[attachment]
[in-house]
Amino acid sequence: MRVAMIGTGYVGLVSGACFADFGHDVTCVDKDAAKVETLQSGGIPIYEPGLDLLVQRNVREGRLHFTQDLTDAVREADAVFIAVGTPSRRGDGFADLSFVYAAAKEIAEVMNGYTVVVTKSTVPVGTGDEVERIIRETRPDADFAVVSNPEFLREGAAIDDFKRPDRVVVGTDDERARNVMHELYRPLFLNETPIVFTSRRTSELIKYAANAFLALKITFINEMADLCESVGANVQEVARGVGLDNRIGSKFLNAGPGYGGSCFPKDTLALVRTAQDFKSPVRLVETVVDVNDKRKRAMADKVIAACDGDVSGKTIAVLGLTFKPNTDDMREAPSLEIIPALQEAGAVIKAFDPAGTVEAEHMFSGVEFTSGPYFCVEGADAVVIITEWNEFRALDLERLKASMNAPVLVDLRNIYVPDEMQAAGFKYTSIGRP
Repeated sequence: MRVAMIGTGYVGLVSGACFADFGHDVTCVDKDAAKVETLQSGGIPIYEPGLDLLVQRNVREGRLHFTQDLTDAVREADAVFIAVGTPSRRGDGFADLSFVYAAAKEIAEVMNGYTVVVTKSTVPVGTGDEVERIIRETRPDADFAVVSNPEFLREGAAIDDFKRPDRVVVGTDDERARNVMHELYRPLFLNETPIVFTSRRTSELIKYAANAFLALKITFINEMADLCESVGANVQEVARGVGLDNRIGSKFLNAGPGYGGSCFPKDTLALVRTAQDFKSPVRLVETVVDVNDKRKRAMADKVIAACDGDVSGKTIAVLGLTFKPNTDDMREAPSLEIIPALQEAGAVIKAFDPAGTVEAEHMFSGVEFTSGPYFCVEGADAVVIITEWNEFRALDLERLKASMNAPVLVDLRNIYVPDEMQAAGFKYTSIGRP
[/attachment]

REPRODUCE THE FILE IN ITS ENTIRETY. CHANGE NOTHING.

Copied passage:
[in-house]
Amino acid sequence: MRVAMIGTGYVGLVSGACFADFGHDVTCVDKDAAKVETLQSGGIPIYEPGLDLLVQRNVREGRLHFTQDLTDAVREADAVFIAVGTPSRRGDGFADLSFVYAAAKEIAEVMNGYTVVVTKSTVPVGTGDEVERIIRETRPDADFAVVSNPEFLREGAAIDDFKRPDRVVVGTDDERARNVMHELYRPLFLNETPIVFTSRRTSELIKYAANAFLALKITFINEMADLCESVGANVQEVARGVGLDNRIGSKFLNAGPGYGGSCFPKDTLALVRTAQDFKSPVRLVETVVDVNDKRKRAMADKVIAACDGDVSGKTIAVLGLTFKPNTDDMREAPSLEIIPALQEAGAVIKAFDPAGTVEAEHMFSGVEFTSGPYFCVEGADAVVIITEWNEFRALDLERLKASMNAPVLVDLRNIYVPDEMQAAGFKYTSIGRP
Repeated sequence: MRVAMIGTGYVGLVSGACFADFGHDVTCVDKDAAKVETLQSGGIPIYEPGLDLLVQRNVREGRLHFTQDLTDAVREADAVFIAVGTPSRRGDGFADLSFVYAAAKEIAEVMNGYTVVVTKSTVPVGTGDEVERIIRETRPDADFAVVSNPEFLREGAAIDDFKRPDRVVVGTDDERARNVMHELYRPLFLNETPIVFTSRRTSELIKYAANAFLALKITFINEMADLCESVGANVQEVARGVGLDNRIGSKFLNAGPGYGGSCFPKDTLALVRTAQDFKSPVRLVETVVDVNDKRKRAMADKVIAACDGDVSGKTIAVLGLTFKPNTDDMREAPSLEIIPALQEAGAVIKAFDPAGTVEAEHMFSGVEFTSGPYFCVEGADAVVIITEWNEFRALDLERLKASMNAPVLVDLRNIYVPDEMQAAGFKYTSIGRP